Most of us are familiar with the damaging effects of stress to the physical body and to our emotional health. We’ve read the articles, we’ve heard the stories and, if we’re honest, we’ve experienced a good deal of it ourselves. Stress can be toxic; increasing the risk of all chronic disease and reducing our quality of life. It’s enough to throw us into panic and create even more stress.
So, should we run for the hills and try to escape it all?
This may be tempting at the best of times, but it’s probably not the wisest solution at the end of the day. A more authentic approach would be to acknowledge that life is stressful. With life, comes stress. The difference lies in how we manage those stressors. We can either allow stress to hijack our bodies, eventually manifesting itself in some kind of disease state, or we can choose to become empowered and find a way to manage our stress effectively, so that our bodies can enjoy a disease-free life.
Learning how to manage our stress effectively is not something that happens overnight – it’s a process. I love working with clients on this subject because once clients become empowered with the tools to managing their stressors and grant themselves the permission to live an authentic life, everything falls into place and health comes naturally.
Each person is unique, which is why I work intimately with clients in creating their own self-care toolkit. That said, here are some tried and tested stress-busting tips to help banish the negative consequences of long-term stress:
Eat a whole foods diet – fresh foods in place of processed. Eating a diet devoid of nutrients and rich in empty calories and chemicals causes nutritional stress. Ever wondered why you feel tired after lunch? Eating processed food items or foods that are not right for your unique body forces your body to work extra hard. This is a form of stress.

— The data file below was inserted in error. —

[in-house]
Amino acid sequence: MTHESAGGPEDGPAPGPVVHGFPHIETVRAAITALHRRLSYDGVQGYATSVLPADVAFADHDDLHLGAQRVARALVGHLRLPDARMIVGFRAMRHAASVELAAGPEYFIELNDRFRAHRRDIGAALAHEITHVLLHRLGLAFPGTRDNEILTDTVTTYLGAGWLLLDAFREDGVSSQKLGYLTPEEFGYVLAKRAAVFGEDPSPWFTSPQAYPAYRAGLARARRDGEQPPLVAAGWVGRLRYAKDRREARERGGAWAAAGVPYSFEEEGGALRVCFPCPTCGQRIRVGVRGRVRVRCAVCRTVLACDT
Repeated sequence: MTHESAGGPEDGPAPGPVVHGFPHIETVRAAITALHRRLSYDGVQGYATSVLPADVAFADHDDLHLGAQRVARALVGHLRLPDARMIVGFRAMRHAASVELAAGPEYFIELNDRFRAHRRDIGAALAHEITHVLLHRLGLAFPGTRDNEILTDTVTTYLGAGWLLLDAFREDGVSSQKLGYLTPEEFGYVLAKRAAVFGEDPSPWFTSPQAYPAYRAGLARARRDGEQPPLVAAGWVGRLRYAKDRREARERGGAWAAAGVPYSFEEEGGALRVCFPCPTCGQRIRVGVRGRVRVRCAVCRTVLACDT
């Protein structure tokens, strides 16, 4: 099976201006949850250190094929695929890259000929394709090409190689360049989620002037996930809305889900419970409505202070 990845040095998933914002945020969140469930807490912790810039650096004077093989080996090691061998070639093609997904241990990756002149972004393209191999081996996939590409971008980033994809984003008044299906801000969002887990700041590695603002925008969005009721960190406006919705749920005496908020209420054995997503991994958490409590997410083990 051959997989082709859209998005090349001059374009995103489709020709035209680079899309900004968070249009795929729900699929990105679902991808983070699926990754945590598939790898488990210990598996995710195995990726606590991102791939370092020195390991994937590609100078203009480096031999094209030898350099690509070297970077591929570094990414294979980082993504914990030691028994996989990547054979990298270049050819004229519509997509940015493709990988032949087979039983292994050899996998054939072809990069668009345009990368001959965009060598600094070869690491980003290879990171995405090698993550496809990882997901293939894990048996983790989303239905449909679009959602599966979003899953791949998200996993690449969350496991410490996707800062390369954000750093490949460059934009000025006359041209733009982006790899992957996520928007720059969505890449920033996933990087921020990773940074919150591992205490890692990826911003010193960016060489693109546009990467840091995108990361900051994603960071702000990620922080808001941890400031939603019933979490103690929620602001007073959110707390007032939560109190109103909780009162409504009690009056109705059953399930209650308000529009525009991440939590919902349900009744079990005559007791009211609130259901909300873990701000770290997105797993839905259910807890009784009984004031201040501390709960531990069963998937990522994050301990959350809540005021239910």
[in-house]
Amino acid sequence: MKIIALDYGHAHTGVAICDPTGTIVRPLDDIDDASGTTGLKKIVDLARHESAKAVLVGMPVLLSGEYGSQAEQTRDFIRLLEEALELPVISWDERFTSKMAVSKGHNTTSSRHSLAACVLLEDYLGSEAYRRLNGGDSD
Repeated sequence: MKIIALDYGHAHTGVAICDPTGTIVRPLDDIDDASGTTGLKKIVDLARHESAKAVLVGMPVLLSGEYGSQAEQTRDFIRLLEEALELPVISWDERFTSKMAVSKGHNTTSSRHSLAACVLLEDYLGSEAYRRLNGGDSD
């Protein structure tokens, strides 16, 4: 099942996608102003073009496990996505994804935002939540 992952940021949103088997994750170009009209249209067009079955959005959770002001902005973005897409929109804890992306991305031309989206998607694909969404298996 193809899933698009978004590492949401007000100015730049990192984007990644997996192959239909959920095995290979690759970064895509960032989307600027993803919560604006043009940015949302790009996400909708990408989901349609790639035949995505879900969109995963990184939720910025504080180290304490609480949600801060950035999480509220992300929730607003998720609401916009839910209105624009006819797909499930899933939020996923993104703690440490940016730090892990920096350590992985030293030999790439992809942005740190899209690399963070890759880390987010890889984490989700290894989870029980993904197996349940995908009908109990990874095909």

Deep Breathing. You’re probably thinking – I’ve heard this so many times already, same old story. But, have you ever really tried it? Next time you’re feeling overwhelmed and stressed try it out. Set your timer for two minutes and focus on your breath for those two minutes. It doesn’t cost money, it’s quick, easy and risk free – you’ve got nothing to lose. There’s a reason why deep breathing features in just about all stress literature: deep breathing turns off your stress response and combats the negative effects of stress.
Engage in moderate exercise. You don’t need to train for a marathon or triathlon to reap the benefits of exercise. In fact, if you’re chronically stressed, long periods of intense aerobic exercise may actually add physical stress to your body. For most people, it’s best to focus on short bursts of exercise, such as a brisk walk, a 20 minute jog, interval training or yoga.
Laugh more. It’s pretty hard to be stressed while laughing. Laughter has long been known to offer wonderful health benefits; it helps us relax and makes us feel happy. Spend time with people who make you laugh, do things that make you laugh. Sometimes it’s actually most fun to laugh at yourself! It takes more muscles to frown than to smile, so why not give your body a break and turn that frown upside down?
Want to talk more about stress? Email me: firstname.lastname@example.org